12 Angry Men, a 1957 film directed by Sidney Lumet, based off of a teleplay by Reginald Rose, exemplifies various forms of human communication amongst a small group of men. After the court dispute, the jury had been announced to their destination. Twelve strongly expressive men accumulate into a small group in the court where they will all come to a consensus on whether a boy is to be charged guilty or innocent. The group of twelve men that gathered into this small room, all displayed unique and strong personalities—whether it was a strong aggressive attitude, a strong devoted will, or even a strong mouse personality. Their objective was to all agree towards one single decision—guilty or innocent. If only one person decides to say otherwise, then by law they must convince their side of the story until all have reached one single conclusion; that is the jury law. The court case was about a boy who was convicted of murder. It was pronounced that the boy had stabbed his father with a switch knife in an apartment area near L-tracks. Throughout the whole film, the group of men had a debate on the two options as one person decided to on the idea that there was room for innocence—that there was a vast idea of mistakes that could have happened. The whole film was solely based on this particular case and thus the group had to come to a consensus. However, despite being a film for entertainment purposes, the film offered many ties to human communication.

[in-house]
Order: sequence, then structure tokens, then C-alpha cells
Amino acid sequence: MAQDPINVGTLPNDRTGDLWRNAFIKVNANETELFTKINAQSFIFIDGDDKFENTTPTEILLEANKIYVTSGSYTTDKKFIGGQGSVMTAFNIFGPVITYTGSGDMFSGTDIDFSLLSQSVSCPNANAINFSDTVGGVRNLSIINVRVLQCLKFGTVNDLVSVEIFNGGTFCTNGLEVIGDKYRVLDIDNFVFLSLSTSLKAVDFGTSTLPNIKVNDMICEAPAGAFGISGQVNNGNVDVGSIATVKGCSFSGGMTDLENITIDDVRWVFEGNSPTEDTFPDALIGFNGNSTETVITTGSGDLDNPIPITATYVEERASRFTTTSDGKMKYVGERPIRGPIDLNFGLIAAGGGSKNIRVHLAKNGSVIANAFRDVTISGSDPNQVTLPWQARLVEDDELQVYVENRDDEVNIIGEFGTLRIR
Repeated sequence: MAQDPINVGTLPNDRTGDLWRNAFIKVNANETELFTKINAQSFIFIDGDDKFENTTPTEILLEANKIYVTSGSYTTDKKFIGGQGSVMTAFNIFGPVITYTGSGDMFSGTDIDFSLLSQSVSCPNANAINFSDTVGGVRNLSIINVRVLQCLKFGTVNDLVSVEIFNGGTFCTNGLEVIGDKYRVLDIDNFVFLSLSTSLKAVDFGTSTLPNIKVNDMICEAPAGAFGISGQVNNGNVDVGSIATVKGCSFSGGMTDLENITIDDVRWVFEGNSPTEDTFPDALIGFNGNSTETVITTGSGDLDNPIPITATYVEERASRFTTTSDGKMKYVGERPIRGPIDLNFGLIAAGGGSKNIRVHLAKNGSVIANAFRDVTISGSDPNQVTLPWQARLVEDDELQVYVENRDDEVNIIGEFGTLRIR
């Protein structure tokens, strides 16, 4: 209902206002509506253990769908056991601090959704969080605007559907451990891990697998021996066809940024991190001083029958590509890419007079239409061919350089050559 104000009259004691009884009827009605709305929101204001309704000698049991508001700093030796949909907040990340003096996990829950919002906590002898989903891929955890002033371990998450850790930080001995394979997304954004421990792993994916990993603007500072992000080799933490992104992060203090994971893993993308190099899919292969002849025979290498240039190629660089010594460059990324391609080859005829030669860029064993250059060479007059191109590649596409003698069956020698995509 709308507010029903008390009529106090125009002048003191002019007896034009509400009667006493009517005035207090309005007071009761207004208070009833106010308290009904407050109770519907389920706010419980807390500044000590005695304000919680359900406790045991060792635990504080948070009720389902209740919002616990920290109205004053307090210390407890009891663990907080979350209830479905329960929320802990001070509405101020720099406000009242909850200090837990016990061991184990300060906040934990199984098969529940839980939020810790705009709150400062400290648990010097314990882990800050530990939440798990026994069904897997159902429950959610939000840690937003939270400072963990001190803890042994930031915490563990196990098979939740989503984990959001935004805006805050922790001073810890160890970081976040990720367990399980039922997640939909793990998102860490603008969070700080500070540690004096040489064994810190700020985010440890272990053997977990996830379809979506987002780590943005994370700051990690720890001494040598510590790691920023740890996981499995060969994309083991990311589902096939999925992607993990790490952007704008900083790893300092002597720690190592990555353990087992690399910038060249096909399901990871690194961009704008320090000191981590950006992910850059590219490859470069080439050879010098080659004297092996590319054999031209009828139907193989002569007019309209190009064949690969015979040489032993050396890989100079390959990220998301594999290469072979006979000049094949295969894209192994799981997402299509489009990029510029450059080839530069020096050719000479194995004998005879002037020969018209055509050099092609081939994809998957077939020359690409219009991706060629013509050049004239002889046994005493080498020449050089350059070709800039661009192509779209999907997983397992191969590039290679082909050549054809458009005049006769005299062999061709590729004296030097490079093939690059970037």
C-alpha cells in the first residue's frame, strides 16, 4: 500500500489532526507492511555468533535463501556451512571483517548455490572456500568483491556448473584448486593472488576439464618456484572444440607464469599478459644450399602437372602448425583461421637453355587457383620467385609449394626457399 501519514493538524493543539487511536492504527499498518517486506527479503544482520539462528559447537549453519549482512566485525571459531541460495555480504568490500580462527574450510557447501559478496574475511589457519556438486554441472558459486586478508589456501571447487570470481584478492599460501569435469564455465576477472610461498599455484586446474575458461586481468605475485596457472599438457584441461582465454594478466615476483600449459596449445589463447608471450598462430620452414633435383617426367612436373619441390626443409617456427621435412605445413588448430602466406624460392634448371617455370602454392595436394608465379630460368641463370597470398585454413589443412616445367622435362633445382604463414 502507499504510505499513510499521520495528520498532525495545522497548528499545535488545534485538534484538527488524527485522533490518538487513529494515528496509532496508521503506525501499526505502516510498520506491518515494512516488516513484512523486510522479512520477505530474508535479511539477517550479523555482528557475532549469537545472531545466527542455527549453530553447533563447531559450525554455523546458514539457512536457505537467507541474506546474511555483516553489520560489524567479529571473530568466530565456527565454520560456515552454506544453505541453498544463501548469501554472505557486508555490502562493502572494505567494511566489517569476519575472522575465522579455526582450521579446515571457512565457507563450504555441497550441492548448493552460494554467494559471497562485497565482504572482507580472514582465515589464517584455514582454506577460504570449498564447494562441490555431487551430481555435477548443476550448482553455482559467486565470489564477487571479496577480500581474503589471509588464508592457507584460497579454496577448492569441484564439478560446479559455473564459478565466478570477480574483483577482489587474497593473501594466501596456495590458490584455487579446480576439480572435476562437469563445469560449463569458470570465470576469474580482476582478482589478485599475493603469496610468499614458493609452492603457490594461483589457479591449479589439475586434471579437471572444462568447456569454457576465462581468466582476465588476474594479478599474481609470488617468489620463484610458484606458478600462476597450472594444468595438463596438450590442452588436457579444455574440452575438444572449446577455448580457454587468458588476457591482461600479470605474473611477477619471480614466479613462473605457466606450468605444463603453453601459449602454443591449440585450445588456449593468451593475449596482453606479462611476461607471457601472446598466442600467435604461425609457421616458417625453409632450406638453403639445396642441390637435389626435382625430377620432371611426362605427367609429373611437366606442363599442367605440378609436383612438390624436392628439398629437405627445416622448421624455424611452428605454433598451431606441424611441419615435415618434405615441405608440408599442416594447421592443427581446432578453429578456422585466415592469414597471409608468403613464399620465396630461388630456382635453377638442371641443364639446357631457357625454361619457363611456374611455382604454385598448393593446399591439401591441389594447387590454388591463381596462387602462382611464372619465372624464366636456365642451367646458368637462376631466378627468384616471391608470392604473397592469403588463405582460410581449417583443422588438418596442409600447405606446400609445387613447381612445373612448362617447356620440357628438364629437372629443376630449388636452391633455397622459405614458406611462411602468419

The main communicational focus of 12 Angry Men was group decision making. One of the group decision methods that were utilized was consensus which “occurs when all members of a group support a decision” (244). A consensus is used when a group is “decid[ing] on critical or complex matters” (244). Since the whole basis of the storyline was for the group of men to decide on whether this boy was guilty or innocent, the whole group had to act as one and come up with only one final decision. By doing this, the group must come...
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